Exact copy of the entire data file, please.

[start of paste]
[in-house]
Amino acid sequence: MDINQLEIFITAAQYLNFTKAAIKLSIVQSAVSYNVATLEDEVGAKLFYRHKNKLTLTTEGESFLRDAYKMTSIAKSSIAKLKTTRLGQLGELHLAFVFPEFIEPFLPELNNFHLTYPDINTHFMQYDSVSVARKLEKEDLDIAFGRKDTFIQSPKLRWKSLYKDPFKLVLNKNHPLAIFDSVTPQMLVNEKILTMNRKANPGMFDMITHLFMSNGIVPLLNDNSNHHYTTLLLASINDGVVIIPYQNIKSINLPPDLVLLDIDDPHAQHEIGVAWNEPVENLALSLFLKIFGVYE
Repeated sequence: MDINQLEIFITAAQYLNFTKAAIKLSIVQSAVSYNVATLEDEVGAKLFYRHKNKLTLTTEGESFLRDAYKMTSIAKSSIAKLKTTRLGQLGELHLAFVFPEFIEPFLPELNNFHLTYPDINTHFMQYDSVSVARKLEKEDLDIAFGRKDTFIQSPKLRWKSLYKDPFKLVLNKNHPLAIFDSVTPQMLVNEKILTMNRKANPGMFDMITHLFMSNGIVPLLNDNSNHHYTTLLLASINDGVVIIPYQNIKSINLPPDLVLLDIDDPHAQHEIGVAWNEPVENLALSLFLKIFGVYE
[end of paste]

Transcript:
[in-house]
Amino acid sequence: MDINQLEIFITAAQYLNFTKAAIKLSIVQSAVSYNVATLEDEVGAKLFYRHKNKLTLTTEGESFLRDAYKMTSIAKSSIAKLKTTRLGQLGELHLAFVFPEFIEPFLPELNNFHLTYPDINTHFMQYDSVSVARKLEKEDLDIAFGRKDTFIQSPKLRWKSLYKDPFKLVLNKNHPLAIFDSVTPQMLVNEKILTMNRKANPGMFDMITHLFMSNGIVPLLNDNSNHHYTTLLLASINDGVVIIPYQNIKSINLPPDLVLLDIDDPHAQHEIGVAWNEPVENLALSLFLKIFGVYE
Repeated sequence: MDINQLEIFITAAQYLNFTKAAIKLSIVQSAVSYNVATLEDEVGAKLFYRHKNKLTLTTEGESFLRDAYKMTSIAKSSIAKLKTTRLGQLGELHLAFVFPEFIEPFLPELNNFHLTYPDINTHFMQYDSVSVARKLEKEDLDIAFGRKDTFIQSPKLRWKSLYKDPFKLVLNKNHPLAIFDSVTPQMLVNEKILTMNRKANPGMFDMITHLFMSNGIVPLLNDNSNHHYTTLLLASINDGVVIIPYQNIKSINLPPDLVLLDIDDPHAQHEIGVAWNEPVENLALSLFLKIFGVYE